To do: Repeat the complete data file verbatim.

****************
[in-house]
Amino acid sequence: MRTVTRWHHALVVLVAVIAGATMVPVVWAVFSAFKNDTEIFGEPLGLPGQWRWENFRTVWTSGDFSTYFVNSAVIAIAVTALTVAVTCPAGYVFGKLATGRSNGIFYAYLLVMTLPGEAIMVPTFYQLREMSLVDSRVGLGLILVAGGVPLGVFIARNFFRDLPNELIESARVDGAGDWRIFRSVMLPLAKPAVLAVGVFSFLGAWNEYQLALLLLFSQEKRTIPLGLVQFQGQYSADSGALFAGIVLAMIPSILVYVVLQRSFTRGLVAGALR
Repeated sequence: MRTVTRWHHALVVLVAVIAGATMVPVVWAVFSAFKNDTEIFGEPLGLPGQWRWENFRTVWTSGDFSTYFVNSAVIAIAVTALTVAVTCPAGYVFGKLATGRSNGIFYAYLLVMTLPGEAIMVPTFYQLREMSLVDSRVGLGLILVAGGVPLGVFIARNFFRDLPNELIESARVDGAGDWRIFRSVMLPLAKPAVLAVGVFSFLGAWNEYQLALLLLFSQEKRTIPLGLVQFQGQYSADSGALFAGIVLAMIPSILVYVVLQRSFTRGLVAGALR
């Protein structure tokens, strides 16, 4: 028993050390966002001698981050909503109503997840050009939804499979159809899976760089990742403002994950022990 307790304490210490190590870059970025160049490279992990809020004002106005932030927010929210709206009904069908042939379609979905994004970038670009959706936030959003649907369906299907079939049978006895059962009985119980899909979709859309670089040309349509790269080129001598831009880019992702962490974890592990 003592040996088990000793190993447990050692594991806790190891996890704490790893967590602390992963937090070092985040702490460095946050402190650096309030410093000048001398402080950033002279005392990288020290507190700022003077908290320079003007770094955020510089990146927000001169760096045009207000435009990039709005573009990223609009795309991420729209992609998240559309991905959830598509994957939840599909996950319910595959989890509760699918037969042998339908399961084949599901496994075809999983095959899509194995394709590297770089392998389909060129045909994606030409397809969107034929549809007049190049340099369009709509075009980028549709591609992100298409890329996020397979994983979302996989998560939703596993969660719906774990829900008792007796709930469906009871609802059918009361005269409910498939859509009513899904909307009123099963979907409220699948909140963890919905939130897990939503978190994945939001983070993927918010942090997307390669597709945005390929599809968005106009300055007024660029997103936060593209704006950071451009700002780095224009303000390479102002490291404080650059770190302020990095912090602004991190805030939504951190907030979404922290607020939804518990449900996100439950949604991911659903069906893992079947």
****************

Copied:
[in-house]
Amino acid sequence: MRTVTRWHHALVVLVAVIAGATMVPVVWAVFSAFKNDTEIFGEPLGLPGQWRWENFRTVWTSGDFSTYFVNSAVIAIAVTALTVAVTCPAGYVFGKLATGRSNGIFYAYLLVMTLPGEAIMVPTFYQLREMSLVDSRVGLGLILVAGGVPLGVFIARNFFRDLPNELIESARVDGAGDWRIFRSVMLPLAKPAVLAVGVFSFLGAWNEYQLALLLLFSQEKRTIPLGLVQFQGQYSADSGALFAGIVLAMIPSILVYVVLQRSFTRGLVAGALR
Repeated sequence: MRTVTRWHHALVVLVAVIAGATMVPVVWAVFSAFKNDTEIFGEPLGLPGQWRWENFRTVWTSGDFSTYFVNSAVIAIAVTALTVAVTCPAGYVFGKLATGRSNGIFYAYLLVMTLPGEAIMVPTFYQLREMSLVDSRVGLGLILVAGGVPLGVFIARNFFRDLPNELIESARVDGAGDWRIFRSVMLPLAKPAVLAVGVFSFLGAWNEYQLALLLLFSQEKRTIPLGLVQFQGQYSADSGALFAGIVLAMIPSILVYVVLQRSFTRGLVAGALR
């Protein structure tokens, strides 16, 4: 028993050390966002001698981050909503109503997840050009939804499979159809899976760089990742403002994950022990 307790304490210490190590870059970025160049490279992990809020004002106005932030927010929210709206009904069908042939379609979905994004970038670009959706936030959003649907369906299907079939049978006895059962009985119980899909979709859309670089040309349509790269080129001598831009880019992702962490974890592990 003592040996088990000793190993447990050692594991806790190891996890704490790893967590602390992963937090070092985040702490460095946050402190650096309030410093000048001398402080950033002279005392990288020290507190700022003077908290320079003007770094955020510089990146927000001169760096045009207000435009990039709005573009990223609009795309991420729209992609998240559309991905959830598509994957939840599909996950319910595959989890509760699918037969042998339908399961084949599901496994075809999983095959899509194995394709590297770089392998389909060129045909994606030409397809969107034929549809007049190049340099369009709509075009980028549709591609992100298409890329996020397979994983979302996989998560939703596993969660719906774990829900008792007796709930469906009871609802059918009361005269409910498939859509009513899904909307009123099963979907409220699948909140963890919905939130897990939503978190994945939001983070993927918010942090997307390669597709945005390929599809968005106009300055007024660029997103936060593209704006950071451009700002780095224009303000390479102002490291404080650059770190302020990095912090602004991190805030939504951190907030979404922290607020939804518990449900996100439950949604991911659903069906893992079947």